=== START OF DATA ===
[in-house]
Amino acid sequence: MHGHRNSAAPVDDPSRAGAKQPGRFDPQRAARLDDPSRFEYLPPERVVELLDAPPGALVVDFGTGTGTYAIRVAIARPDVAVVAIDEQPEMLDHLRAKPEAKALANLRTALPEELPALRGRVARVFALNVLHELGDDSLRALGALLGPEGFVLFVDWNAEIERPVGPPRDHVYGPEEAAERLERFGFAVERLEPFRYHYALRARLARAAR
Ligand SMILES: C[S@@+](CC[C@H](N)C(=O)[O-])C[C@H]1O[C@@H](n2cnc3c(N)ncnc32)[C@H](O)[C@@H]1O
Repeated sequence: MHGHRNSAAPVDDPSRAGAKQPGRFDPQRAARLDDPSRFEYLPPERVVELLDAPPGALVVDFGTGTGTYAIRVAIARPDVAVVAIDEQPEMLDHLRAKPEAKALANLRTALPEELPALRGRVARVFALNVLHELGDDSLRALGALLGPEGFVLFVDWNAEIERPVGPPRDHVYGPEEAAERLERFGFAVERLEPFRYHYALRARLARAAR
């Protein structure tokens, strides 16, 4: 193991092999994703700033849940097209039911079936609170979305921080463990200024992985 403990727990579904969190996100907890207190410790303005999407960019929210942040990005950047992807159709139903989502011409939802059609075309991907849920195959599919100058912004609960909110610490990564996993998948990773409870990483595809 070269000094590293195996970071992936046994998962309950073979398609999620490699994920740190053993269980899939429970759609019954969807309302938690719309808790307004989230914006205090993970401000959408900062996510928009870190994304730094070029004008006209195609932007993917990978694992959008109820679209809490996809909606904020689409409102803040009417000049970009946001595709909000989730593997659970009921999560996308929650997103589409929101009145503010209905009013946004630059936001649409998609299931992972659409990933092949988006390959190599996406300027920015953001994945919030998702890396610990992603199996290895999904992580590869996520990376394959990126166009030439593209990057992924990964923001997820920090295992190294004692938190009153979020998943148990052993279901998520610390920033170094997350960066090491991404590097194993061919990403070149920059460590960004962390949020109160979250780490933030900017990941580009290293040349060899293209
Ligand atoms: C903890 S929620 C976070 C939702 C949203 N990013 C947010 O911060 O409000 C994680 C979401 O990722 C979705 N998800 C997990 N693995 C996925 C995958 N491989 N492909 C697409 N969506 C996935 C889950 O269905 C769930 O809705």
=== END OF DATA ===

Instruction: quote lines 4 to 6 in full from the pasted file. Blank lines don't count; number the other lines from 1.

Repeated sequence: MHGHRNSAAPVDDPSRAGAKQPGRFDPQRAARLDDPSRFEYLPPERVVELLDAPPGALVVDFGTGTGTYAIRVAIARPDVAVVAIDEQPEMLDHLRAKPEAKALANLRTALPEELPALRGRVARVFALNVLHELGDDSLRALGALLGPEGFVLFVDWNAEIERPVGPPRDHVYGPEEAAERLERFGFAVERLEPFRYHYALRARLARAAR
């Protein structure tokens, strides 16, 4: 193991092999994703700033849940097209039911079936609170979305921080463990200024992985 403990727990579904969190996100907890207190410790303005999407960019929210942040990005950047992807159709139903989502011409939802059609075309991907849920195959599919100058912004609960909110610490990564996993998948990773409870990483595809 070269000094590293195996970071992936046994998962309950073979398609999620490699994920740190053993269980899939429970759609019954969807309302938690719309808790307004989230914006205090993970401000959408900062996510928009870190994304730094070029004008006209195609932007993917990978694992959008109820679209809490996809909606904020689409409102803040009417000049970009946001595709909000989730593997659970009921999560996308929650997103589409929101009145503010209905009013946004630059936001649409998609299931992972659409990933092949988006390959190599996406300027920015953001994945919030998702890396610990992603199996290895999904992580590869996520990376394959990126166009030439593209990057992924990964923001997820920090295992190294004692938190009153979020998943148990052993279901998520610390920033170094997350960066090491991404590097194993061919990403070149920059460590960004962390949020109160979250780490933030900017990941580009290293040349060899293209
Ligand atoms: C903890 S929620 C976070 C939702 C949203 N990013 C947010 O911060 O409000 C994680 C979401 O990722 C979705 N998800 C997990 N693995 C996925 C995958 N491989 N492909 C697409 N969506 C996935 C889950 O269905 C769930 O809705």